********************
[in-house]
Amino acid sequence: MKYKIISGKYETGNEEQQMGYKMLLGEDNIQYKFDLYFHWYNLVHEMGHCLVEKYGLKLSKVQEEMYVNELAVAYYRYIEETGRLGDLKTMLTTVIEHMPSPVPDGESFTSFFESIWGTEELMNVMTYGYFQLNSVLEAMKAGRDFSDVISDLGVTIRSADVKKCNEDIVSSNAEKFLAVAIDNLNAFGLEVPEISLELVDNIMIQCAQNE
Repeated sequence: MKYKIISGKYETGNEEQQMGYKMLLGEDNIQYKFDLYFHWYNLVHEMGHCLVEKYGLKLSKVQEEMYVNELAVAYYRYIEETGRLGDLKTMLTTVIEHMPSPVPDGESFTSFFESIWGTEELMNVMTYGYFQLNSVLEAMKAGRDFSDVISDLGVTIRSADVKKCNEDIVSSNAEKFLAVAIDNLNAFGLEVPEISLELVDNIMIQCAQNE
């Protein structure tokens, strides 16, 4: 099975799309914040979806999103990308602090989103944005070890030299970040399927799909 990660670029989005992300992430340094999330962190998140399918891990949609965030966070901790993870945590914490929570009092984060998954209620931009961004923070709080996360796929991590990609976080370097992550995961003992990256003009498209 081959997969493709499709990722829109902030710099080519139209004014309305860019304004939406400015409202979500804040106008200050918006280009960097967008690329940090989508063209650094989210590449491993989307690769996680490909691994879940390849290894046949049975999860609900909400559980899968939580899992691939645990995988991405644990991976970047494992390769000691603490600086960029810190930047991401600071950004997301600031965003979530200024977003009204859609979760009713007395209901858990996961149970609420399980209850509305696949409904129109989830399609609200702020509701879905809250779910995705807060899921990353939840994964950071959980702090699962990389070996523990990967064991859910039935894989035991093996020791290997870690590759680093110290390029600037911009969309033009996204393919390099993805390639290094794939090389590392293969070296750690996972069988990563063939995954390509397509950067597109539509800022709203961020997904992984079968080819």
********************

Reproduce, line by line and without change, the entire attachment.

[in-house]
Amino acid sequence: MKYKIISGKYETGNEEQQMGYKMLLGEDNIQYKFDLYFHWYNLVHEMGHCLVEKYGLKLSKVQEEMYVNELAVAYYRYIEETGRLGDLKTMLTTVIEHMPSPVPDGESFTSFFESIWGTEELMNVMTYGYFQLNSVLEAMKAGRDFSDVISDLGVTIRSADVKKCNEDIVSSNAEKFLAVAIDNLNAFGLEVPEISLELVDNIMIQCAQNE
Repeated sequence: MKYKIISGKYETGNEEQQMGYKMLLGEDNIQYKFDLYFHWYNLVHEMGHCLVEKYGLKLSKVQEEMYVNELAVAYYRYIEETGRLGDLKTMLTTVIEHMPSPVPDGESFTSFFESIWGTEELMNVMTYGYFQLNSVLEAMKAGRDFSDVISDLGVTIRSADVKKCNEDIVSSNAEKFLAVAIDNLNAFGLEVPEISLELVDNIMIQCAQNE
């Protein structure tokens, strides 16, 4: 099975799309914040979806999103990308602090989103944005070890030299970040399927799909 990660670029989005992300992430340094999330962190998140399918891990949609965030966070901790993870945590914490929570009092984060998954209620931009961004923070709080996360796929991590990609976080370097992550995961003992990256003009498209 081959997969493709499709990722829109902030710099080519139209004014309305860019304004939406400015409202979500804040106008200050918006280009960097967008690329940090989508063209650094989210590449491993989307690769996680490909691994879940390849290894046949049975999860609900909400559980899968939580899992691939645990995988991405644990991976970047494992390769000691603490600086960029810190930047991401600071950004997301600031965003979530200024977003009204859609979760009713007395209901858990996961149970609420399980209850509305696949409904129109989830399609609200702020509701879905809250779910995705807060899921990353939840994964950071959980702090699962990389070996523990990967064991859910039935894989035991093996020791290997870690590759680093110290390029600037911009969309033009996204393919390099993805390639290094794939090389590392293969070296750690996972069988990563063939995954390509397509950067597109539509800022709203961020997904992984079968080819």